administration may vary depending on the type and stage of cancer treatment.
For more detailed information on the COVID-19 vaccine in people with cancer, see:
Reminder about provisional authorisation for vaccinators
As reported in Bulletin 18, the Ministry of Health is
seeking healthcare professionals, e.g. doctors, nurses, pharmacists, other health professionals with
vaccination as part of their scope of practice, retired healthcare workers or those not currently working in the health sector, to become registered as a
vaccinator to increase the workforce for the three major vaccine campaigns this year: COVID-19, influenza and measles (MMR catch-up).
An online Provisional Vaccinator Foundation Course must be completed as part of the authorisation process.
Provisional authorisation allows the administration of influenza and MMR vaccinations anywhere in New Zealand until 30 June, 2022. All
qualified/authorised and provisional vaccinators will need to complete an online training module to be able to administer COVID-19 vaccines.
This training module is not yet available, expect for those who were involved in the initial vaccine roll-out (see vaccinator information below).
For further details on the process of applying for provisional authorisation,
COVID-19 vaccinator information is available here
Where did I read that?
Now that we have published over 20 issues of Best Practice Bulletin (and eight COVID-19 bulletins), it can become quite difficult to remember exactly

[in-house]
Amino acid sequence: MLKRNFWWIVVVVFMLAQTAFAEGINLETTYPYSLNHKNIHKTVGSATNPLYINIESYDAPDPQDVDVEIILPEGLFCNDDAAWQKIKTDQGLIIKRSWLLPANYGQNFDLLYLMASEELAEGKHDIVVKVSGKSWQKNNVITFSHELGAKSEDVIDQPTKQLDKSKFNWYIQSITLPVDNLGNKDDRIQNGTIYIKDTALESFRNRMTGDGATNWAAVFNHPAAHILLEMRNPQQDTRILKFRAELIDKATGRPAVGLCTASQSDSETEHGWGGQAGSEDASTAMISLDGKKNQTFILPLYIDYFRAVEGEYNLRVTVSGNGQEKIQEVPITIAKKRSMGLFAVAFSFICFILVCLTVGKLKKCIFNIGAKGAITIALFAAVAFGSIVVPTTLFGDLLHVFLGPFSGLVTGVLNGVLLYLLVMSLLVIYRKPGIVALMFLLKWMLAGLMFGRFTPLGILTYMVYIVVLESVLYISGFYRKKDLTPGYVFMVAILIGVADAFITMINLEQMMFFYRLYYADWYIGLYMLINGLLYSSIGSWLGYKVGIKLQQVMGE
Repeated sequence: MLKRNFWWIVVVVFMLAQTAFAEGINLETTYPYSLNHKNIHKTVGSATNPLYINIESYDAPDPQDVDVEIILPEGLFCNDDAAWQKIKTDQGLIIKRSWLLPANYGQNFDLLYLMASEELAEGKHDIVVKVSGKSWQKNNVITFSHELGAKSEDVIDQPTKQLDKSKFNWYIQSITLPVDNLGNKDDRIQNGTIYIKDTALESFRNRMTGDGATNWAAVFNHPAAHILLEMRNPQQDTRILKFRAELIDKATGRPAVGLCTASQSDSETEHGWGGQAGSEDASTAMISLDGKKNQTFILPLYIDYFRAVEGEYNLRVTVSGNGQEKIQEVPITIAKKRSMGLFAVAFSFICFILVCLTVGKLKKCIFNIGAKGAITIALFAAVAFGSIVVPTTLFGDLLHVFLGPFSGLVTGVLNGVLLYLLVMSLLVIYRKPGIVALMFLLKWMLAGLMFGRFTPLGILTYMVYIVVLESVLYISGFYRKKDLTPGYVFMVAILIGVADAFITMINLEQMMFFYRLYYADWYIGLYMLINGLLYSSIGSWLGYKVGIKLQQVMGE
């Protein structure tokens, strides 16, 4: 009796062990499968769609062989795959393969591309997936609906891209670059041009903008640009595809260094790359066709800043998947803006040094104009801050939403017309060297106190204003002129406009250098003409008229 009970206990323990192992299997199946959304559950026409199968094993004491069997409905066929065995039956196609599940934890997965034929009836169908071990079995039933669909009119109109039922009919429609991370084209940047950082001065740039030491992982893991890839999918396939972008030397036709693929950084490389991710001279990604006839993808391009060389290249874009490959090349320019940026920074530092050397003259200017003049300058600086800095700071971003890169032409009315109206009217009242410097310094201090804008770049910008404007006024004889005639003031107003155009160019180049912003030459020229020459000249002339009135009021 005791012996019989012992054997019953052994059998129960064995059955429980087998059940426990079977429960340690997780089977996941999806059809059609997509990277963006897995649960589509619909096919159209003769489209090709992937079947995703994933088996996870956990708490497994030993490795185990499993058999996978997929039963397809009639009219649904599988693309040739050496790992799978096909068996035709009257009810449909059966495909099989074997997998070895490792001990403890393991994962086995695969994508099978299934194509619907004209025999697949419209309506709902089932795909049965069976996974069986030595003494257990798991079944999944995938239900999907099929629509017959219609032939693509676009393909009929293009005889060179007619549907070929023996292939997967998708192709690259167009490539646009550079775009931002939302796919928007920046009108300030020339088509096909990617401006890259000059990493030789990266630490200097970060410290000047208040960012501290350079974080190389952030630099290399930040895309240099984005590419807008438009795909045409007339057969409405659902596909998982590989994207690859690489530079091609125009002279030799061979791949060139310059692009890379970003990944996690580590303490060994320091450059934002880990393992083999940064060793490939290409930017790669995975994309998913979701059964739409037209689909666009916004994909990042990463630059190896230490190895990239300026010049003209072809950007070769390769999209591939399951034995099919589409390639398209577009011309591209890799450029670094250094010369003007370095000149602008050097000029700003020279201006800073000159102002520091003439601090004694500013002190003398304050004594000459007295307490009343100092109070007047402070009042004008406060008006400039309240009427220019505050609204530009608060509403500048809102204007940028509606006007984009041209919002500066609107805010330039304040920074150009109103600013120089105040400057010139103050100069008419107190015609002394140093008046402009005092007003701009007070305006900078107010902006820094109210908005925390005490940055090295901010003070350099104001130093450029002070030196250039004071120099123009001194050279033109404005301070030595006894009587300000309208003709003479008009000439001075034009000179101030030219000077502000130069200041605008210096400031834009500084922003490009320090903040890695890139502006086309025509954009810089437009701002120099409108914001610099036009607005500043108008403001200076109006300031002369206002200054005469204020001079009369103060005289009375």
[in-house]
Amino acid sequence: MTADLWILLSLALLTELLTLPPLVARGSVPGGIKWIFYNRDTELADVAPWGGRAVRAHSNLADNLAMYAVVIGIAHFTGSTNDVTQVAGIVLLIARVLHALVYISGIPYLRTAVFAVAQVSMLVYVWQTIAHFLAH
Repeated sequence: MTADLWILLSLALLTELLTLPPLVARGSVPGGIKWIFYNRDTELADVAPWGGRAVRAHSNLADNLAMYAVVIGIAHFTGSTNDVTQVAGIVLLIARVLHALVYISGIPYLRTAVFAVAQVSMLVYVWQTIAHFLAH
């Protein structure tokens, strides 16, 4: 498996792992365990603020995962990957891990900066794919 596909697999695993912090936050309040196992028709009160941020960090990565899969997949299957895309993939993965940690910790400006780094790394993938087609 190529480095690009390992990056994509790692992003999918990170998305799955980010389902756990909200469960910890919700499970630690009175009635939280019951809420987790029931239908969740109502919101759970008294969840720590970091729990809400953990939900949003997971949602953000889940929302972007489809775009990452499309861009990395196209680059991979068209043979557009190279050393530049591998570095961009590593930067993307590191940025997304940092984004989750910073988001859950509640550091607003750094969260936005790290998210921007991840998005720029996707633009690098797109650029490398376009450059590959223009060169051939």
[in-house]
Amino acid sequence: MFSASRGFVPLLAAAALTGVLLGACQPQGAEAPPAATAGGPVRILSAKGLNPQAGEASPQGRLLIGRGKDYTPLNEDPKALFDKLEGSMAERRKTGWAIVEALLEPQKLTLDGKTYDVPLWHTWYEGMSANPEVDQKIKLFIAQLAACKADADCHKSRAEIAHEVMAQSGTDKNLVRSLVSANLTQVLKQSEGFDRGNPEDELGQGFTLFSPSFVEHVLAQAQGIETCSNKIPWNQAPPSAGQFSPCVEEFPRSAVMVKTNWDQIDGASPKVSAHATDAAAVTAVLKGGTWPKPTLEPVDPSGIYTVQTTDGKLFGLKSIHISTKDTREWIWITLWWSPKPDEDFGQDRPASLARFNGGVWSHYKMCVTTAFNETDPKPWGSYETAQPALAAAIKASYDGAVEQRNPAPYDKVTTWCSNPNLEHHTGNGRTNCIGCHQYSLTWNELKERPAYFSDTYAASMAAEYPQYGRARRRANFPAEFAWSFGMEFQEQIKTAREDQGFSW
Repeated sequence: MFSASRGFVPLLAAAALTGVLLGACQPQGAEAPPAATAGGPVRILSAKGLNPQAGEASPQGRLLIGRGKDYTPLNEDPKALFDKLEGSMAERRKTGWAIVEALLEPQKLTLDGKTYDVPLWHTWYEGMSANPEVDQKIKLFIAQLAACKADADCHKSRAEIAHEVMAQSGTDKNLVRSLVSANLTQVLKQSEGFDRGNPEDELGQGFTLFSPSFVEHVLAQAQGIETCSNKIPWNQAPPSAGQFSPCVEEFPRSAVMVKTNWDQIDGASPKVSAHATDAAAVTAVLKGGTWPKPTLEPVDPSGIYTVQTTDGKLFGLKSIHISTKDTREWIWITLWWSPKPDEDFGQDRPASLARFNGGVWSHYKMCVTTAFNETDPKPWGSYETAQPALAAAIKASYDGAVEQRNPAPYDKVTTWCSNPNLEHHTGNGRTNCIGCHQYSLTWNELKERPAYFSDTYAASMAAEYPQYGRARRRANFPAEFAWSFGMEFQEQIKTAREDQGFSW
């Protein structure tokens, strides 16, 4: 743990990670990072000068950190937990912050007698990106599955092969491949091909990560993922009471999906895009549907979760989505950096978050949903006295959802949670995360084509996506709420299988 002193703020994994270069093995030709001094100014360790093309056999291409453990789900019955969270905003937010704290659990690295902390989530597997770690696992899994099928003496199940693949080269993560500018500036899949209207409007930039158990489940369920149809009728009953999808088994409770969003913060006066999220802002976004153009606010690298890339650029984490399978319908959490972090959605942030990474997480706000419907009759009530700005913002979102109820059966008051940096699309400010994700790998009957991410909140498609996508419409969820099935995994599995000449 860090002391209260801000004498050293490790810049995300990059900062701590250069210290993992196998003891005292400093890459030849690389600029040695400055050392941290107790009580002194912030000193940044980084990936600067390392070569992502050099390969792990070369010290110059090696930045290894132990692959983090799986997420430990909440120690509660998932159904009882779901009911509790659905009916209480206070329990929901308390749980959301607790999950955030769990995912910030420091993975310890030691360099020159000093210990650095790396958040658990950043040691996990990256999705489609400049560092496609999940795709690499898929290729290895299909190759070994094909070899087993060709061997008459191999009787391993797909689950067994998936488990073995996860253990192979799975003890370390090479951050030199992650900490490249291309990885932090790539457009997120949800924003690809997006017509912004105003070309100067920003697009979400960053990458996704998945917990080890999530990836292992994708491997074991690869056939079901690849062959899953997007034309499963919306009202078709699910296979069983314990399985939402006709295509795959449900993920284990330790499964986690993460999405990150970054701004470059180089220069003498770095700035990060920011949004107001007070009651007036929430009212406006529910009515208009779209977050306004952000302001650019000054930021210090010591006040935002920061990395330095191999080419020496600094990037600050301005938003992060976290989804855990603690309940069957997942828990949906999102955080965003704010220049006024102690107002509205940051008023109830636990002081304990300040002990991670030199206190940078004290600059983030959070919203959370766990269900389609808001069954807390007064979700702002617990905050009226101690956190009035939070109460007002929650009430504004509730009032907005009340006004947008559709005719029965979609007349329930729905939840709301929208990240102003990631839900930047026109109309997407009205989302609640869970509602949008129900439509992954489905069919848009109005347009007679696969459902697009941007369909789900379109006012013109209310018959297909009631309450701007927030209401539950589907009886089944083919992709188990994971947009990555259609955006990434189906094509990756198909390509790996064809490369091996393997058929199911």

where you read that important piece of information you were certain you wouldn't forget. We are in the process of indexing all the bulletins so you can
search through them by keywords/phrases. We hope to have this ready to go live by the time we publish our next bulletin in two weeks.
Paper of the week: BMJ Podcasts: speaking out about mental health in the NHS
Rather than profiling a research paper this week, we would like to share a presentation from the BMJ Podcasts series that focuses on mental health and
wellbeing in healthcare professionals. Although the podcast is based on experiences in the National Health System in the United Kingdom, and in the present
context of the COVID-19 pandemic, healthcare professionals in New Zealand are likely to be able to relate to many of the challenges and issues that are raised.
It is often difficult for healthcare professionals to speak about their own mental health concerns, particularly when they are usually the ones caring for others.
There can be a perceived stigma of admitting to mental illness within the medical community, and fear of losing status. In the Podcast, Dr Ashling Lillis explains
how speaking out about her mental health crisis encouraged others to share their stories too. Conversations about mental health need to be normalised, without
fear of prejudice. If you are struggling, let someone know. Make it routine to ask your colleagues "Are you OK?". Treat your own mental health with the same
kindness and attention that you would for a patient.
Listen to the full podcast here: